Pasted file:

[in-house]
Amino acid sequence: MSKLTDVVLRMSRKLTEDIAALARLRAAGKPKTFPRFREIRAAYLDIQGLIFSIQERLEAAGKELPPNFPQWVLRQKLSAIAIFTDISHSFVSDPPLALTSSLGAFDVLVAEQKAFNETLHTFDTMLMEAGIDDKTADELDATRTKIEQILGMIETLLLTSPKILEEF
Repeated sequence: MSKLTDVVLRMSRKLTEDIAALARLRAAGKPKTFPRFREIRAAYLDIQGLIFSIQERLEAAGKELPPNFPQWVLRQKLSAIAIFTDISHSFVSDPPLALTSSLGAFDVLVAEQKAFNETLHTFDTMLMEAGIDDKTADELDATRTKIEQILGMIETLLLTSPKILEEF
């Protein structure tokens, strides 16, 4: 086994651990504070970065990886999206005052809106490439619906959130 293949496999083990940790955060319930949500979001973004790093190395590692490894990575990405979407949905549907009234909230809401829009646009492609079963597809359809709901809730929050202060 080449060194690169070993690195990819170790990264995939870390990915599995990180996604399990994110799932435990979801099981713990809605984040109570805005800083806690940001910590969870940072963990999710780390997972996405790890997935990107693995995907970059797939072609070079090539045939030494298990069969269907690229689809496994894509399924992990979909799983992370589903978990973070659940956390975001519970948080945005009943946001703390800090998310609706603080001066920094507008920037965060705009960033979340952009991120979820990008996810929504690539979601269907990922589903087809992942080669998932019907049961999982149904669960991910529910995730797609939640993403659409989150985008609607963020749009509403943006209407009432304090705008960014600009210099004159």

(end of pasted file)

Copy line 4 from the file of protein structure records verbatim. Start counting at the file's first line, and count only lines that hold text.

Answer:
């Protein structure tokens, strides 16, 4: 086994651990504070970065990886999206005052809106490439619906959130 293949496999083990940790955060319930949500979001973004790093190395590692490894990575990405979407949905549907009234909230809401829009646009492609079963597809359809709901809730929050202060 080449060194690169070993690195990819170790990264995939870390990915599995990180996604399990994110799932435990979801099981713990809605984040109570805005800083806690940001910590969870940072963990999710780390997972996405790890997935990107693995995907970059797939072609070079090539045939030494298990069969269907690229689809496994894509399924992990979909799983992370589903978990973070659940956390975001519970948080945005009943946001703390800090998310609706603080001066920094507008920037965060705009960033979340952009991120979820990008996810929504690539979601269907990922589903087809992942080669998932019907049961999982149904669960991910529910995730797609939640993403659409989150985008609607963020749009509403943006209407009432304090705008960014600009210099004159």